Coalition calculation

Three days after the Nepali Congress (NC) Central Working Committee announced it would leave it up to its local committees to decide on candidates for local elections in May, the Maoist Center (MC) Chair Pushpa Kamal brought out his trump card: if the Congress did not agree on common candidates he would forge an alliance with the opposition UML.

Like a jilted partner in a love triangle, the Maoist Centre is playing the NC and UML against each other ahead of the 13 May local elections. In this, Chitwan is a microcosm of what is happening across Nepal — the Maoists are too weak to go it alone, some in the Congress do not want an electoral alliance with them, and despite its split the UML still has a strong party structure down to the grassroots.

Whenever he does not get what he wants from the NC, Dahal threatens to join hands with the UML’s K P Oli. It was a Maoist-UML alliance that swept the 2017 federal election, and the two parties formally united to form the Nepal Communist Party (NCP) which got dismantled in 2021 by the Supreme Court after a prolonged power struggle between Oli and Dahal.

With local polls only a little more than a month away, coalition partners Nepali Congress, Maoists, Unified Socialist and the Janata Samajwadi Party met on Tuesday to try to decide on common candidates. But all five coalition members want different things to ensure maximum benefit for their own party.

An electoral alliance means coalition partners agree to jointly select candidates for mayors, municipality chairs and other positions so they do not cancel each other out. The NC thinks it can win a majority on its own. Dahal has boasted he can do the same, but his party needs the Congress more than the Congress needs him. But the Congress is also wary of the UML’s strength.

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Senior Congress leaders like Shekhar Koirala, who challenged Sher Bahadur Deuba for party chairmanship during the recent NC general convention, have urged the prime minister against an electoral alliance. He wants local Congress leaders to have full authority to decide whether they choose to run independently, coordinate with coalition partners or with parties outside the governing alliance.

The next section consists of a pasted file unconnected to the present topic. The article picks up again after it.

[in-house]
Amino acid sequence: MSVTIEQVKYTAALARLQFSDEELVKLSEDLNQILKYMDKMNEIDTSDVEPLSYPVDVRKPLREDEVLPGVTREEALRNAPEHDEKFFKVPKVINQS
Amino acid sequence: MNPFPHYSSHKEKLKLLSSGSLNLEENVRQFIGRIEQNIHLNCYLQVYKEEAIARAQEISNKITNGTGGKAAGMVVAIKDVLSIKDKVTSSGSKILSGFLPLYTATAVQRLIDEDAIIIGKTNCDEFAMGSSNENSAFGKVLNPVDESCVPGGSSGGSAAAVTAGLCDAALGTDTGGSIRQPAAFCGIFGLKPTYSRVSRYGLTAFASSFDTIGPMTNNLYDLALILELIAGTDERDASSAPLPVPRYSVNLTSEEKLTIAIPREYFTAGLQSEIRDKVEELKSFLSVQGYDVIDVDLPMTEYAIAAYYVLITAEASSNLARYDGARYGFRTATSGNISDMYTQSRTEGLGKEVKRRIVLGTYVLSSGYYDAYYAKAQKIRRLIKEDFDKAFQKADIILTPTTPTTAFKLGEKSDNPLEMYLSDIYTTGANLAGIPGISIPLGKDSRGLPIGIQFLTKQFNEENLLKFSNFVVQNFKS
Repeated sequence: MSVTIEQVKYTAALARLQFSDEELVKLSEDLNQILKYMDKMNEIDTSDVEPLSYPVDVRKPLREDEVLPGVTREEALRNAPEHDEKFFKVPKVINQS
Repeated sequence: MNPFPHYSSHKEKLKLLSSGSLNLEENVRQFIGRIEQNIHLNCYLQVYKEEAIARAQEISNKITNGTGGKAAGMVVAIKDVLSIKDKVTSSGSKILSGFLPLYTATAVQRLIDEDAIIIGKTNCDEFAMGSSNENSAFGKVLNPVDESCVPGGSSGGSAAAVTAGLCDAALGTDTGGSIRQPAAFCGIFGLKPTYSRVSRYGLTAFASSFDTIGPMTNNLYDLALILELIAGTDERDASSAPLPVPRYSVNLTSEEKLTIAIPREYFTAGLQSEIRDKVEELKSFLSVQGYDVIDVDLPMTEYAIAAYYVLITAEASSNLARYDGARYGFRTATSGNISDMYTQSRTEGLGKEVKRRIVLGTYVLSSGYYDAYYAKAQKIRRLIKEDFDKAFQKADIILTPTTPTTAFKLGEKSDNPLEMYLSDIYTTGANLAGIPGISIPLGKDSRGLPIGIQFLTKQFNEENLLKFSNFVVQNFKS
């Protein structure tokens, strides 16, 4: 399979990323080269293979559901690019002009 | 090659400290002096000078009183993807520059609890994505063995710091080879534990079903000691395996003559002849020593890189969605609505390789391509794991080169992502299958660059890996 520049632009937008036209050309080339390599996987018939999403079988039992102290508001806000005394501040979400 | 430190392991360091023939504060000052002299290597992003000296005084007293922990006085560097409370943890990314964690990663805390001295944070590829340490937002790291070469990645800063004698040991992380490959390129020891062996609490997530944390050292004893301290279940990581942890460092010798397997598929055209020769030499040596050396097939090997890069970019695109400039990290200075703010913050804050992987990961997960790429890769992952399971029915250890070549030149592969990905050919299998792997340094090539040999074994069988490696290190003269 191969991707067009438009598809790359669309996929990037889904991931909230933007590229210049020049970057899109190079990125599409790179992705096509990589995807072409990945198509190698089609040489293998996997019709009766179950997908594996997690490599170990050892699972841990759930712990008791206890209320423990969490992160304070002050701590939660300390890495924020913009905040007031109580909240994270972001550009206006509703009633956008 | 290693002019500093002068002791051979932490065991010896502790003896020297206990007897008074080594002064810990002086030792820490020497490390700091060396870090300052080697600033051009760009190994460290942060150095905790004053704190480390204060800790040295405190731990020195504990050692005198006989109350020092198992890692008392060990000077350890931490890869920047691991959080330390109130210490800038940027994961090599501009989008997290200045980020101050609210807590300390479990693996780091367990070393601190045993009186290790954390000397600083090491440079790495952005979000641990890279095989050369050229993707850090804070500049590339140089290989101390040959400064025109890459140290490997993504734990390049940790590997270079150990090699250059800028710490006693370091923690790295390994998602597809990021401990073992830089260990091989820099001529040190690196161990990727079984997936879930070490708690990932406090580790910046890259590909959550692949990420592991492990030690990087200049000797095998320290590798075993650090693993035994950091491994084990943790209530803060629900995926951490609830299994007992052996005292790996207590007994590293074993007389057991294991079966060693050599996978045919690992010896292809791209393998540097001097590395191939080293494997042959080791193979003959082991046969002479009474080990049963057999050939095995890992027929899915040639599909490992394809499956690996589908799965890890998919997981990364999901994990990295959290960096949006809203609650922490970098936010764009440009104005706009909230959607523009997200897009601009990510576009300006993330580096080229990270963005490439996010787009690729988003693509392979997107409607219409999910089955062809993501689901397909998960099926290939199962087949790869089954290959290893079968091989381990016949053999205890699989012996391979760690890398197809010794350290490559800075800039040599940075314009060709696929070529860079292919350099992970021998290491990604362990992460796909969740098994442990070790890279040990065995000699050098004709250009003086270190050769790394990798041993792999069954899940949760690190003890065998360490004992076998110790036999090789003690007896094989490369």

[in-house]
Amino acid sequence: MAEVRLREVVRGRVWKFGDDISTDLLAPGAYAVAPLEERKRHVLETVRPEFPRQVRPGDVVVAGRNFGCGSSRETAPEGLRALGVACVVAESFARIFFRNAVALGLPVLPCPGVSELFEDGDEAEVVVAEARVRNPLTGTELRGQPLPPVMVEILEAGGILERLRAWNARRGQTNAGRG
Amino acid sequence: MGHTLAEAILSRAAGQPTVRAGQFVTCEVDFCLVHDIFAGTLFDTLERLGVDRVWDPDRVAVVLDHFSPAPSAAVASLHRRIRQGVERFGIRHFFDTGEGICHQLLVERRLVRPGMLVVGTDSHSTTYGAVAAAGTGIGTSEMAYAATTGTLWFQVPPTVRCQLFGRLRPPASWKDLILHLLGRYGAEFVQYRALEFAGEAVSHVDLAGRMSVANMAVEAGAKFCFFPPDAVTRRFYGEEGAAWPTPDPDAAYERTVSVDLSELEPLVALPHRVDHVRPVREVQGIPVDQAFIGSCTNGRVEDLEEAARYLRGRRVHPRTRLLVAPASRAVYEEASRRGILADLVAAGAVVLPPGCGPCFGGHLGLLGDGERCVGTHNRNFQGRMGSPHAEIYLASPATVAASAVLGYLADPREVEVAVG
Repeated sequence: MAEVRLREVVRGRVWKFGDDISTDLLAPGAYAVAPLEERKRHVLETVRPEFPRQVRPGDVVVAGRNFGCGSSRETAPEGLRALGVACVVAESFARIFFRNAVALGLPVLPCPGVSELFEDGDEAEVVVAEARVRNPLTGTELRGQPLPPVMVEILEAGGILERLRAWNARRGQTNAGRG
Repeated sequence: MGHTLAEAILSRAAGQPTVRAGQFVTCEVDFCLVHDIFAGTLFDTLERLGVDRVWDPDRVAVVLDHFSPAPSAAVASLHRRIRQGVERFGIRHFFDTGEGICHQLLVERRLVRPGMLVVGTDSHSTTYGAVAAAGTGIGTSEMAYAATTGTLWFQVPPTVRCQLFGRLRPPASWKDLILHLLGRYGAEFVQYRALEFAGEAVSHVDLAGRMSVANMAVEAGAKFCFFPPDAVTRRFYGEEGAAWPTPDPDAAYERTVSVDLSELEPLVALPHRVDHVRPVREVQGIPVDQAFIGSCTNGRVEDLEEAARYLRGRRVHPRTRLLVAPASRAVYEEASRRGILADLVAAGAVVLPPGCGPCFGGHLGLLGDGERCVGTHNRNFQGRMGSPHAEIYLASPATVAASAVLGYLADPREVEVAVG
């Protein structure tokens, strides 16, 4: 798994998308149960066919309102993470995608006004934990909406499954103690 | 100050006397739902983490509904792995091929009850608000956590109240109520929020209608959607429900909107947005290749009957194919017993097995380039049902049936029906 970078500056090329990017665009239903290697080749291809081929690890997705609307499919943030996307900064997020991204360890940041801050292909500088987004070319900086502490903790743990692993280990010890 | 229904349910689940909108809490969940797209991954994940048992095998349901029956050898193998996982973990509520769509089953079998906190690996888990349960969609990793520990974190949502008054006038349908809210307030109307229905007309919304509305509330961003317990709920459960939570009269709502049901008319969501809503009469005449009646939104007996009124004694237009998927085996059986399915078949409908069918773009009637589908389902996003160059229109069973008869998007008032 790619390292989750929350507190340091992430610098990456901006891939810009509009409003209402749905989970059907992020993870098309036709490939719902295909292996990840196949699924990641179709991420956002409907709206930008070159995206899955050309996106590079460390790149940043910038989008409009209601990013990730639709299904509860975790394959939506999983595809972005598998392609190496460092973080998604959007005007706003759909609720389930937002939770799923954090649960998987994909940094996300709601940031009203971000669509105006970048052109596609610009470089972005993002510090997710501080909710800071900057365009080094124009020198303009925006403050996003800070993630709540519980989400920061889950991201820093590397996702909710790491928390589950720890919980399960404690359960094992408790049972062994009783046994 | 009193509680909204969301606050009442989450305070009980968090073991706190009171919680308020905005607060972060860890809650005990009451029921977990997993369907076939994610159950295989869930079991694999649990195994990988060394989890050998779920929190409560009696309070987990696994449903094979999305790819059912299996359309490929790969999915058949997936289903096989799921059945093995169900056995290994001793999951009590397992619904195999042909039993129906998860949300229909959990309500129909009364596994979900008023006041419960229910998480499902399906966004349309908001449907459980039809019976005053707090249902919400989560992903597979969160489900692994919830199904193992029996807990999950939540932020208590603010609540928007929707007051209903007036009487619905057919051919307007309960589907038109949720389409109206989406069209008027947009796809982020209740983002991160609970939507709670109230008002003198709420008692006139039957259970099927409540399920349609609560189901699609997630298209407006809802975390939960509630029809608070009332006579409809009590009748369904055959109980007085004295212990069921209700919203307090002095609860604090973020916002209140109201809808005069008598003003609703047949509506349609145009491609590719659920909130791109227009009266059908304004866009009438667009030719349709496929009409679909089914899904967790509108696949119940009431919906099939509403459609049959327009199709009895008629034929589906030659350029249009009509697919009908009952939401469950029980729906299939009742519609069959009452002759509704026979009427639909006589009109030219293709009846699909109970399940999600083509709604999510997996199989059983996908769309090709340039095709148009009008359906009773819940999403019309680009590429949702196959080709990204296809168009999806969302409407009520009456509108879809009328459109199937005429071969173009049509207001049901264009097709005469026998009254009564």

In 2017, NC lost the key constituency of Pokhara, where the party’s candidate Ramji Kunwar lost the election to the UML candidate despite having formed an electoral alliance with the Maoists. This is why the Congress hierarchy is averse to partnering with the Maoists. 

Similarly, the UML and the Maoists had formed separate alliances against the Congress in Biratnagar local polls, but Congress candidates won both chair and deputy chair there in 2017. The Maoists allied with the UML against the Congress in Tanahun’s Byas Municipality, but the Congress still won both chair and deputy-chair.  

For the Maoists, any electoral alliance with any party is a means to an end. The 2017 election results indicate that while the Maoists would gain from an electoral alliance with the NC, Maoist support will not guarantee the Nepali Congress local wins. 

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One of these is Chitwan’s Bharatpur Metropolitan City. In 2017, Maoist supporters disrupted the vote counting process, tearing up ballot papers to secure the mayorship for Dahal’s daughter Renu Dahal with Congress support, who was the weaker candidate.

Many families who fled the Maoist insurgency in the mountains moved down and settled in Chitwan, and it is regarded as a Congress stronghold. Bharatpur, especially, has a strong Congress base and many there are not happy with their party leadership once again allowing Renu Dahal to win just because of coalition calculations in Kathmandu. The NC’s Chitwan committee decided on Sunday that it will go it alone to contest Bharatpur mayorship.  

It is an indication of just how opportunistic electoral alliances are that while the Maoists and Congress colluded to allow Renu Dahal to win Bharatpur in local elections in 2017, the Maoists went on to partner with the UML for federal elections. 

Which is why what happens in Bharatpur during May’s local elections is so symbolic. If the Congress does not agree to the Maoists on an electoral alliance in Bharatpur, and the Maoists lose the city, the governing coalition will likely collapse. 

Ramji Dahal

Translated from the Nepali original in by Shristi Karki.